SunPower: Twice As Bad As Solyndra, Twice As Bad For Obama

In this we see the total disregard for the American taxpayer and Chicago cronyism at it worst by the Obama administration. In the private sector, if these loans were given, the bankers would be fired and many brought up on charges. The only reason this is not happening is that, thanks to Obama and his cronies, the taxpayers are on the hook and not the banks.

Our countries only possible salvation is to remove these crooks from office as soon as possible.

Excerpt: How did a failing California solar company, buffeted by short sellers and shareholder lawsuits, receive a $1.2 billion federal loan guarantee for a photovoltaic electricity ranch project—three weeks after it announced it was building new manufacturing plant in Mexicali, Mexico, to build the panels for the project.

The company, SunPower (SPWR-NASDAQ), now carries $820 million in debt, an amount $20 million greater than its market capitalization. If SunPower was a bank, the feds would shut it down. Instead, it received a lifeline twice the size of the money sent down the Solyndra drain.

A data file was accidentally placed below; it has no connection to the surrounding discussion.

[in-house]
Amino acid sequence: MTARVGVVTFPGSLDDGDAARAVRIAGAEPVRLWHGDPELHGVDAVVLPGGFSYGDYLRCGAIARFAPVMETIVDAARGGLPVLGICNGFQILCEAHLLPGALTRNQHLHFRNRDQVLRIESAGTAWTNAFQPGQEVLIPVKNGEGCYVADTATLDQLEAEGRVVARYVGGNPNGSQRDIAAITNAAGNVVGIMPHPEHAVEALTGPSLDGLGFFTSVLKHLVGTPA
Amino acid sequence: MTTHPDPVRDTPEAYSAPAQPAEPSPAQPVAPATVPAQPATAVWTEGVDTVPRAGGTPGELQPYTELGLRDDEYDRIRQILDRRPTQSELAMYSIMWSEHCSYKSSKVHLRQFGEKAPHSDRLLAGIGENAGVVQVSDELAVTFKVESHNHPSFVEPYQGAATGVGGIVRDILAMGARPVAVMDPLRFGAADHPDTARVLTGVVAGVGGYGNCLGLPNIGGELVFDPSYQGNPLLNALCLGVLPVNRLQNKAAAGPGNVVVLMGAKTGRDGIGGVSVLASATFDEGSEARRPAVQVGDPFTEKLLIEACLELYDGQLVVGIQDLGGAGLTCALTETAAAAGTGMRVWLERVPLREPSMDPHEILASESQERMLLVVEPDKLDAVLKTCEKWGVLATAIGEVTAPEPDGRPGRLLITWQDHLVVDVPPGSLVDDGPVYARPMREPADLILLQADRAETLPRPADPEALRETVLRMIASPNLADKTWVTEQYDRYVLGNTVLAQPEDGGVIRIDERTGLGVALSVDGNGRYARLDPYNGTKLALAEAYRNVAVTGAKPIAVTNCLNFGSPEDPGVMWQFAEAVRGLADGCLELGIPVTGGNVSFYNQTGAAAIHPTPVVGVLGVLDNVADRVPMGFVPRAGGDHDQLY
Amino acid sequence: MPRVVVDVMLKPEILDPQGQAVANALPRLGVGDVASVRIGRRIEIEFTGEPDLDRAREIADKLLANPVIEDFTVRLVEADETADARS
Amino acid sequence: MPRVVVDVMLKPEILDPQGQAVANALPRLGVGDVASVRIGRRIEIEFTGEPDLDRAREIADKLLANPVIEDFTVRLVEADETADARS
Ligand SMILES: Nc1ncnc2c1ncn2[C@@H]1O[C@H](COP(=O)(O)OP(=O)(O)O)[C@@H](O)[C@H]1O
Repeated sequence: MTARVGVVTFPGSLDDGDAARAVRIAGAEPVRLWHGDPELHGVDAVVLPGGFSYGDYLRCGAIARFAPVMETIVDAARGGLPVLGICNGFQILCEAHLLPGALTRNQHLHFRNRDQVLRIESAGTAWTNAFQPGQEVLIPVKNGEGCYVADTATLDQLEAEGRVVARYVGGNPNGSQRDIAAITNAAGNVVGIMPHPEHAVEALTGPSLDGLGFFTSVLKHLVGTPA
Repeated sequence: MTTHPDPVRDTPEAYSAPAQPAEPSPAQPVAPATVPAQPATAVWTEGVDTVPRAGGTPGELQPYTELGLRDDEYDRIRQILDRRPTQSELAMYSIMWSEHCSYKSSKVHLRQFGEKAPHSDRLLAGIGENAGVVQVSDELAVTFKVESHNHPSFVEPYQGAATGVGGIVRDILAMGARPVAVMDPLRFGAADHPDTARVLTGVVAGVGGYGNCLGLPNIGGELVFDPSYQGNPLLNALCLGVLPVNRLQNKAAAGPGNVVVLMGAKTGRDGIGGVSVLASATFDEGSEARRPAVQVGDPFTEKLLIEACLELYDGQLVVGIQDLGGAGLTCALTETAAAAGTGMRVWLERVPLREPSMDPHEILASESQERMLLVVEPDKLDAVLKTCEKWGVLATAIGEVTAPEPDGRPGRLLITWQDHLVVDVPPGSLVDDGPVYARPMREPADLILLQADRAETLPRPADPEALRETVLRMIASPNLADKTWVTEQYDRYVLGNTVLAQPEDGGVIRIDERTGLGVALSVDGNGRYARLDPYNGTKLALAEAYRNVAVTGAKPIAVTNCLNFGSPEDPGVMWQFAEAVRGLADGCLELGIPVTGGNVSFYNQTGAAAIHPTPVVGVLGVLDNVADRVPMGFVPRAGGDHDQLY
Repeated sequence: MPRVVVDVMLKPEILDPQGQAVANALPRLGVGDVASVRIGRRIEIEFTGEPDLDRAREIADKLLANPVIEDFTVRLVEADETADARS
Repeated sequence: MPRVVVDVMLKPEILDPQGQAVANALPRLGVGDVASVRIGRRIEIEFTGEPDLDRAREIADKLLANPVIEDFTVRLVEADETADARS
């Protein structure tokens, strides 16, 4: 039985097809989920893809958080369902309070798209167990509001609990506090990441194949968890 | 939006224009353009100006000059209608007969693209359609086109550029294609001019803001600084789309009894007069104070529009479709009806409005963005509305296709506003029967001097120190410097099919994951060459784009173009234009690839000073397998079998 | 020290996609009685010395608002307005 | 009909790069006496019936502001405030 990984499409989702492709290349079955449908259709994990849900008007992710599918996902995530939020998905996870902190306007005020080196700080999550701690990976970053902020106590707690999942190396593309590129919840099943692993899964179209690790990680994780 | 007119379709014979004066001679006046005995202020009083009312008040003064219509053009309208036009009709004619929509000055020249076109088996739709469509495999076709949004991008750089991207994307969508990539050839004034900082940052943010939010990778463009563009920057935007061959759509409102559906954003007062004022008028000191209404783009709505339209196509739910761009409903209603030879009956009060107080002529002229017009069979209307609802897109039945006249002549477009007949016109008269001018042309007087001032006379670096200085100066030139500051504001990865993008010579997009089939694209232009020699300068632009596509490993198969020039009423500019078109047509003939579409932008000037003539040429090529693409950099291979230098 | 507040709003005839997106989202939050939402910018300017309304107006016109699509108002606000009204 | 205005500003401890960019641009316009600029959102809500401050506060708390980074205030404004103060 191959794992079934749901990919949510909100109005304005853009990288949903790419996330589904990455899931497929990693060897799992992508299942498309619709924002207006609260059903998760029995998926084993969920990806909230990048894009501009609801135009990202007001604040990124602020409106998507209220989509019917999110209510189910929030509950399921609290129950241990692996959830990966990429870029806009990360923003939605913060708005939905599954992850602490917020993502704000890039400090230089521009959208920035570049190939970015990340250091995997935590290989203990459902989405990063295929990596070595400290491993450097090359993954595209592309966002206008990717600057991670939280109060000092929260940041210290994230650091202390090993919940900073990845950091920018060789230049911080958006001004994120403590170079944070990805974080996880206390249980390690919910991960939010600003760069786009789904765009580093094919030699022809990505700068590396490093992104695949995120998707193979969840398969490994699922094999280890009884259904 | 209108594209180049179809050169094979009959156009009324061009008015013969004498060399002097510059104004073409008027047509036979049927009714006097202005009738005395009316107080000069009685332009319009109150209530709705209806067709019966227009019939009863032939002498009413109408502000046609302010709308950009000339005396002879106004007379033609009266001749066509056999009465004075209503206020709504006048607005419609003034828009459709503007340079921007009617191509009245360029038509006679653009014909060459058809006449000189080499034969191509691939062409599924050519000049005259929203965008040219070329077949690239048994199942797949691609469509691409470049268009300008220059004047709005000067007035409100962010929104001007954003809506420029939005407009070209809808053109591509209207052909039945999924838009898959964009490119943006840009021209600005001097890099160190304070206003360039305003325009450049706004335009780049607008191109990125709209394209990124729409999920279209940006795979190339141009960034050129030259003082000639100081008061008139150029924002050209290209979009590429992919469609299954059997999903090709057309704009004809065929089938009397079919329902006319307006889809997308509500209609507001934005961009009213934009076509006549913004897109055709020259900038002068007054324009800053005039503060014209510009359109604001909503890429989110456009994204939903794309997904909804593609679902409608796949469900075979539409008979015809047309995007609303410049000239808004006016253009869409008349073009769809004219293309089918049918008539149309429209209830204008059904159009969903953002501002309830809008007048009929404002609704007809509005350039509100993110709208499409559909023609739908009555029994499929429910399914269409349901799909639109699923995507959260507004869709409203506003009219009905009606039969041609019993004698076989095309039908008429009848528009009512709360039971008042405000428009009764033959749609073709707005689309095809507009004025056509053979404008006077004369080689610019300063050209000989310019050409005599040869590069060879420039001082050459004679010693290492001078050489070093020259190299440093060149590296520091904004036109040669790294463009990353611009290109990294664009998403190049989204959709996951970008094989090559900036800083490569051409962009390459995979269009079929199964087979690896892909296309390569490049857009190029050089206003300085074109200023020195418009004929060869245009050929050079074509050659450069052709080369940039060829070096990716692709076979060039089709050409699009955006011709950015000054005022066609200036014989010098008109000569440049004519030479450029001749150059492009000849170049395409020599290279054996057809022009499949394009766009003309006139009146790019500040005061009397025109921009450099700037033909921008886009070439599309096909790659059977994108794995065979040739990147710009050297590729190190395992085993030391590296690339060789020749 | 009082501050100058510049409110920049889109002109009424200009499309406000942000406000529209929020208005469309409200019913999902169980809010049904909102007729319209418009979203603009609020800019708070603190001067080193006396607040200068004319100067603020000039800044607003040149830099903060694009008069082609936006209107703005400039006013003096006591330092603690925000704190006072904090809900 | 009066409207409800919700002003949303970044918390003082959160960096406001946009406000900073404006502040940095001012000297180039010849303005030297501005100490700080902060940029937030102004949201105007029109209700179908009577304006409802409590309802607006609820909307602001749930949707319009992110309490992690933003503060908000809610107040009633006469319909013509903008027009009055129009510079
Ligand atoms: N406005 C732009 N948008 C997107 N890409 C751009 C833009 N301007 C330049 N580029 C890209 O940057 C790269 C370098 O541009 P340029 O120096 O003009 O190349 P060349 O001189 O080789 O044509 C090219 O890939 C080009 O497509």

According to the statement, Dennis V. Arriola, the company’s chief financial officer said the new credit line will improve the company’s ability to operate.

“However, the challenging market conditions continue to impact our global residential and commercial business. As a result, we will revise our 2011 revenue and earnings outlook on our third-quarter earnings conference call to be held on Nov. 3,” he said.

As much as Arriola’s negative guidance shook up the markets, it also reflects a lesson learned.

In addition to all its other challenges, the company and its officers are defendants in a federal shareholder lawsuit, whose plaintiffs include, the Austin (Texas) Police Retirement System, the Arkansas Teachers Retirement System and a number of institutional investors for an alleged scheme to deceive the investing public by making false statements contrary to nonpublic information known to the insiders.

The allegations cover the period between April 17, 2008, to Nov. 16, 2009, the day the company announced that it had discovered unsubstantiated accounting entries to its operations in the Philippines, which led to the significant restating of the company’s financials.

There are a number of lawsuits filed in California courts relating to the same period alleging gross mismanagement, breach of fiduciary responsibility, unjust enrichment and abuse of control.

The first of the lawsuits was filed Nov. 18, 2009, and they have yet to be resolved.

It is a fair question to ask how a company with such serious charges lodged against its management team could receive a $1.2 billion loan guarantee from the taxpayers, so it could built a new manufacturing plant in Mexico to build the solar panels it will install at a photovoltaic ranch that will create a total of 15 permanent jobs.

Read full Human Events article here.

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